So why is the bus-lane not contra-rotational against main traffic-flow, and lying directly alongside the Liffey on the right hand side of the road and uninterrupted in both directions?

Alternatively, still using the river bank option, Dublin Bus could use buses with doors on the right-hand side.

They're quite easy to find, you know; they apparently abound in a place called mainland Europe.

Buses can go anywhere: the trams on our two Luas lines are not even compatible with one another - an organisational feat which is certainly the match of the Red Cow roundabout.

Needless to say, the northern and western suburbs of the capital have benefited in no sense whatever in all our transport initiatives, while the southside, and its northside colonies - Clontarf, Sutton and Howth - now have the DART and/or Luas.

But now I've done Luas: next time I go into Dublin, I go by car.
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Aonghus
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Username: Aonghus

Post Number: 362
Registered: 08-2004
Posted on Thursday, November 04, 2004 - 04:23 am:   Edit Post Print Post

Spare us this bore. Kevin Myers has a myopic obsession with Irish, which he claims nobody speaks. Any public use of Irish causes him to foam at the mouth and rant as he does above.

A minor note: "luas" is indeed the Irish for speed. But it is not the Irish for fast.

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Ó_diocháin
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Username: Ó_diocháin

Post Number: 37
Registered: 09-2004
Posted on Thursday, November 04, 2004 - 06:35 am:   Edit Post Print Post

A chairde,
In addition to agreeing entirely with Aonghus, I'd just like to point out an error of fact in KM's rant.
Dúirt se "Place-names are not translated in any other convention except the loony world of phoney Irishness."
Perhaps our friend should try a wee visit to Barcelona. Place names tranlsated all over the Metro, for example, and indeed native speakers of Catalan and Castillian happily using their own linguistic form to refer to these places.
Slán beo!
Chris

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Seosamh Mac Muirí (Unregistered Guest)
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Posted From: 193.1.100.102
Posted on Thursday, November 04, 2004 - 06:41 am:   Edit Post Print Post

Tagaim le hAonghus a Náid. B'fhearr liom gan gabháil sa Phuiteachas go luath ar maidin ná go mall tráthnóna, ná idir eatarthu! Ní fiú a bheith leis in aon chor.

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Aonghus
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Username: Aonghus

Post Number: 367
Registered: 08-2004
Posted on Thursday, November 04, 2004 - 07:56 am:   Edit Post Print Post

Errors of fact are common in KM's rants. He is imprisoned in a monoglot cage of his own making.

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Fear_na_mbróg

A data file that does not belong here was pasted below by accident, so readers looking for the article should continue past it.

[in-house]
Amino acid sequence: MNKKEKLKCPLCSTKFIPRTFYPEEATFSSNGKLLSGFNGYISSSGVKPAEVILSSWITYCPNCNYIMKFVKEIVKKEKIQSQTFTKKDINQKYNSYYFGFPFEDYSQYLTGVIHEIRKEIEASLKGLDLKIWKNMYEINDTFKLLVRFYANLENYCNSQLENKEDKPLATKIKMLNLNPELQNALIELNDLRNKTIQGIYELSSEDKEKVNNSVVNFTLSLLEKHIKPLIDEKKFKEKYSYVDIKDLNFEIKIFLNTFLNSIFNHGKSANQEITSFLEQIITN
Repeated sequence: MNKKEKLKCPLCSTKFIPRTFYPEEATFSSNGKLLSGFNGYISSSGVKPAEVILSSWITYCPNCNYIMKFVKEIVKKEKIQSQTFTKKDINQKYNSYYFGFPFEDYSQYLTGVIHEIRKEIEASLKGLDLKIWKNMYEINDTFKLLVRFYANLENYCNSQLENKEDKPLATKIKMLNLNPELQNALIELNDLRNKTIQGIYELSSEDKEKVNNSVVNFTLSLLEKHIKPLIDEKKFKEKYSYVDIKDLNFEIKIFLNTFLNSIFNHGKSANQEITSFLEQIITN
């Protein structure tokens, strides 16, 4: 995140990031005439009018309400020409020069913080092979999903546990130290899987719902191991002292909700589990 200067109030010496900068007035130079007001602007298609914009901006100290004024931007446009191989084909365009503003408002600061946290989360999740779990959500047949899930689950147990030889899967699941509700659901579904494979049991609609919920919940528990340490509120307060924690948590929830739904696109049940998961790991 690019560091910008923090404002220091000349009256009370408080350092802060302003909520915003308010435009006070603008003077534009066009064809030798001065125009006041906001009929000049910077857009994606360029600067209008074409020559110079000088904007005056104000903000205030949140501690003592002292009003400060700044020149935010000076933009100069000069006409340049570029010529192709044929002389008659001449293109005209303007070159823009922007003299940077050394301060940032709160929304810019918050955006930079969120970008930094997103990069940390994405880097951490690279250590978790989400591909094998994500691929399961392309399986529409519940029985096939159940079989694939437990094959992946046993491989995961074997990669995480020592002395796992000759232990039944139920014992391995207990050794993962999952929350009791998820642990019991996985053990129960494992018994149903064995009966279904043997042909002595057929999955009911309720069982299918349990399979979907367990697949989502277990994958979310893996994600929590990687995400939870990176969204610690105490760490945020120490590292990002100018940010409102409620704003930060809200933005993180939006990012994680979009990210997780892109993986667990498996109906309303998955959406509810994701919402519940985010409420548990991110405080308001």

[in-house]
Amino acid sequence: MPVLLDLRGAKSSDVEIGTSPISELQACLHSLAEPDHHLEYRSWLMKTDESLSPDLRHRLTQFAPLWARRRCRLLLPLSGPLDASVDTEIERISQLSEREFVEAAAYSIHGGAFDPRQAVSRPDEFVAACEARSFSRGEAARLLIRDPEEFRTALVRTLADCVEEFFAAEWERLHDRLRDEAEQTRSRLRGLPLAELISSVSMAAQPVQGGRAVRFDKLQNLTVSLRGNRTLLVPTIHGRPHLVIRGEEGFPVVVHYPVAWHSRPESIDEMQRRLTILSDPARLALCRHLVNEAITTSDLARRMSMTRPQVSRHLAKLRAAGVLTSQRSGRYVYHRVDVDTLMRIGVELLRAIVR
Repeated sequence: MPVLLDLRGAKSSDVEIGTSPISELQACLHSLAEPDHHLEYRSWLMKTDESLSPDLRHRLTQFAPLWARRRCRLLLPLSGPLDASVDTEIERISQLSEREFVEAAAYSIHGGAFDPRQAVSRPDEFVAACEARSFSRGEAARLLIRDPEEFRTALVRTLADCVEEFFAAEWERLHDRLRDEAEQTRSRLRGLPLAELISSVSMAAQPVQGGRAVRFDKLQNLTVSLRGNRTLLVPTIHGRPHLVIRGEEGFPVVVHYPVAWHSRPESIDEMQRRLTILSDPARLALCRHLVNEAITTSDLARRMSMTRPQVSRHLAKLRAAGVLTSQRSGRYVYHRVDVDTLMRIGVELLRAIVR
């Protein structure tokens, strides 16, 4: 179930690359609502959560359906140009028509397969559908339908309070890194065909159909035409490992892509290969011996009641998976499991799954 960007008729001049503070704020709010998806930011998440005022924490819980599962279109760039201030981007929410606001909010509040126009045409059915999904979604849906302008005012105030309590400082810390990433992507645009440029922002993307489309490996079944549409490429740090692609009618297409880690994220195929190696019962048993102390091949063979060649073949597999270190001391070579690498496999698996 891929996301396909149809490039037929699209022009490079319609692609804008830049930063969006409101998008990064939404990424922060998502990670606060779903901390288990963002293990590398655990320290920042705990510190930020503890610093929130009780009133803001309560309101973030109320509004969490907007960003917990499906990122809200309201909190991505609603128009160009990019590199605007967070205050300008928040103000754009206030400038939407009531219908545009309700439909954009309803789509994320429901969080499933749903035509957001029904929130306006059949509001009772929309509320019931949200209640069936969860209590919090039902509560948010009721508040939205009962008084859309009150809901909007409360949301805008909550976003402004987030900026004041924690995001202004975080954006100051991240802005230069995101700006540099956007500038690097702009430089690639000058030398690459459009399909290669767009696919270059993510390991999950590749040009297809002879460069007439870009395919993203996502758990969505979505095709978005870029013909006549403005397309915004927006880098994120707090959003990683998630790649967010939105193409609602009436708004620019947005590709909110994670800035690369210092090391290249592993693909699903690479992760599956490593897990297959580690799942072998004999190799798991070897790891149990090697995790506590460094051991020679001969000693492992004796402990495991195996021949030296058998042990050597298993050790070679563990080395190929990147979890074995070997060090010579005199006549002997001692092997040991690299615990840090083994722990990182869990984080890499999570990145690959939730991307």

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Username: Fear_na_mbróg

Post Number: 229
Registered: 08-2004
Posted on Thursday, November 04, 2004 - 08:32 am:   Edit Post Print Post

"An Cloigín Gorm" is not the Irish for "Bluebell Industrial Estate".

It is however the Irish for "Bluebell", which makes perfect sense.

Cloigín = Bell
Gorm = Blue

And I would presume that the Irish name preceeded the English name.

As for industrial estate, : eastát tionsclaíoch

Bluebell Industrial Estate : Eastát Tionsclaíoch an Chloigín Ghoirm

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Diarmo
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Username: Diarmo

Post Number: 64
Registered: 08-2004


Posted on Thursday, November 04, 2004 - 08:55 am:   Edit Post Print Post

http://myhome.iolfree.ie/~damplands/bluebell.html
''It got its name from Blue Bell Tavern which no longer exists.
There is a medieval ruined church in the Bluebell cemetery.
Bluebell will be served by the LUAS light rail trams.

The Wolfe Tones come from Bluebell.''

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Natalie
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Username: Natalie

Post Number: 52
Registered: 08-2004
Posted on Thursday, November 04, 2004 - 04:19 pm:   Edit Post Print Post

From the articles I have read on this site, I'm starting to think I can become a very good journalist. Because I whine a lot and these people get paid to complain!

Natalie

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Diarmo
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Username: Diarmo

Post Number: 65
Registered: 08-2004


Posted on Friday, November 05, 2004 - 05:49 am:   Edit Post Print Post

People like Kevin Myers, Connor Cruise O Brien, Eoghan Harris have been whining in the same tone of voice for years..whats amazing is that they get any readers at this stage..maybe you come add David Quinn and some other plonkers to this Irish neo-Con list though they are really old-con!!

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Batman